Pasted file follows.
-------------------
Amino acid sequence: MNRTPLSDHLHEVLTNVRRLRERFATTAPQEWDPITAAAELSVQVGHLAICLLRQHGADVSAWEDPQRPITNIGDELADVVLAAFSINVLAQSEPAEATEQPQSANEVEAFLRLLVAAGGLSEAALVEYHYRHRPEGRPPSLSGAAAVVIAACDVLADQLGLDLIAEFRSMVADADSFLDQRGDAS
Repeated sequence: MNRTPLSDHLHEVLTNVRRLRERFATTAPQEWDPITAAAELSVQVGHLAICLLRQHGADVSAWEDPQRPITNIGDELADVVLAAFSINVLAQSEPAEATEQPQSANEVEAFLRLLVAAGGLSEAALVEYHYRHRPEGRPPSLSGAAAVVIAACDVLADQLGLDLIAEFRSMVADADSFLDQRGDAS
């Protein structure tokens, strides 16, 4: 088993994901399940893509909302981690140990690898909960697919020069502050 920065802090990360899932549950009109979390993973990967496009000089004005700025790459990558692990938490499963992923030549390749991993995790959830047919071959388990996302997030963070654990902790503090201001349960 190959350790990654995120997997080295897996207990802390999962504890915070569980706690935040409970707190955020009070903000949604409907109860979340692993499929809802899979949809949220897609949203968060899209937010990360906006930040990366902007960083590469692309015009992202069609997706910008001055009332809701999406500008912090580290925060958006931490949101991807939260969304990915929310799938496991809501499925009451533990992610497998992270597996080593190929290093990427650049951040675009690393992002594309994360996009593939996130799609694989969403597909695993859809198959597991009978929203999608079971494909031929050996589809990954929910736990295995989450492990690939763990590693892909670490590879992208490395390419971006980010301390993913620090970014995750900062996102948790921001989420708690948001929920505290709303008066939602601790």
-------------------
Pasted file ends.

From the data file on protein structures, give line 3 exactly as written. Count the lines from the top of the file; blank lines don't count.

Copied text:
């Protein structure tokens, strides 16, 4: 088993994901399940893509909302981690140990690898909960697919020069502050 920065802090990360899932549950009109979390993973990967496009000089004005700025790459990558692990938490499963992923030549390749991993995790959830047919071959388990996302997030963070654990902790503090201001349960 190959350790990654995120997997080295897996207990802390999962504890915070569980706690935040409970707190955020009070903000949604409907109860979340692993499929809802899979949809949220897609949203968060899209937010990360906006930040990366902007960083590469692309015009992202069609997706910008001055009332809701999406500008912090580290925060958006931490949101991807939260969304990915929310799938496991809501499925009451533990992610497998992270597996080593190929290093990427650049951040675009690393992002594309994360996009593939996130799609694989969403597909695993859809198959597991009978929203999608079971494909031929050996589809990954929910736990295995989450492990690939763990590693892909670490590879992208490395390419971006980010301390993913620090970014995750900062996102948790921001989420708690948001929920505290709303008066939602601790």